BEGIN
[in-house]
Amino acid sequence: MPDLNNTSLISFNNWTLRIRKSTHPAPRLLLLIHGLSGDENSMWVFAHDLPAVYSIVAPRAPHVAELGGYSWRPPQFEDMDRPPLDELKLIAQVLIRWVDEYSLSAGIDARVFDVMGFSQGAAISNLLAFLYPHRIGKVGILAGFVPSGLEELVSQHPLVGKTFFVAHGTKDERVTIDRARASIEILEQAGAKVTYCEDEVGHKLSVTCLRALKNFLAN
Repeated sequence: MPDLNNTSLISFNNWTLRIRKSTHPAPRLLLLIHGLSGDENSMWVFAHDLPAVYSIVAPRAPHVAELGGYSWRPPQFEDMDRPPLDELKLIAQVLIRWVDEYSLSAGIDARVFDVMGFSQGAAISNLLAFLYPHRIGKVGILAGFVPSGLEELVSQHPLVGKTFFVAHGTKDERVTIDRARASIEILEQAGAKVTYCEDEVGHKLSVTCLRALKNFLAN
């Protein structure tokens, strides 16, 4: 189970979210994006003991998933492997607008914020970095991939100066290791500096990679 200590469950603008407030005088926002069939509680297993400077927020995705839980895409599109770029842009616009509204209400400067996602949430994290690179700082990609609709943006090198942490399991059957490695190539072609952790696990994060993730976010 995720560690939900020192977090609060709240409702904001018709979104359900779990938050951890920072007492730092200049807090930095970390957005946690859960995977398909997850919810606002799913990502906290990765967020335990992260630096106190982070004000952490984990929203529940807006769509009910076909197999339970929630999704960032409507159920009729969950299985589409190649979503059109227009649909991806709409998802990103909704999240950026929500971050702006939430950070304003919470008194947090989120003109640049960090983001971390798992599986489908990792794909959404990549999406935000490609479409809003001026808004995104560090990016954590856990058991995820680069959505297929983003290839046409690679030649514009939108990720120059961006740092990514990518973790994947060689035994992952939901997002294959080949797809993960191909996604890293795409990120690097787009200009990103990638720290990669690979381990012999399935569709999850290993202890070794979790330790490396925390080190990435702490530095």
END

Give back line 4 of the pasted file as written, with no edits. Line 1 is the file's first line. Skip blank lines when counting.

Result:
């Protein structure tokens, strides 16, 4: 189970979210994006003991998933492997607008914020970095991939100066290791500096990679 200590469950603008407030005088926002069939509680297993400077927020995705839980895409599109770029842009616009509204209400400067996602949430994290690179700082990609609709943006090198942490399991059957490695190539072609952790696990994060993730976010 995720560690939900020192977090609060709240409702904001018709979104359900779990938050951890920072007492730092200049807090930095970390957005946690859960995977398909997850919810606002799913990502906290990765967020335990992260630096106190982070004000952490984990929203529940807006769509009910076909197999339970929630999704960032409507159920009729969950299985589409190649979503059109227009649909991806709409998802990103909704999240950026929500971050702006939430950070304003919470008194947090989120003109640049960090983001971390798992599986489908990792794909959404990549999406935000490609479409809003001026808004995104560090990016954590856990058991995820680069959505297929983003290839046409690679030649514009939108990720120059961006740092990514990518973790994947060689035994992952939901997002294959080949797809993960191909996604890293795409990120690097787009200009990103990638720290990669690979381990012999399935569709999850290993202890070794979790330790490396925390080190990435702490530095």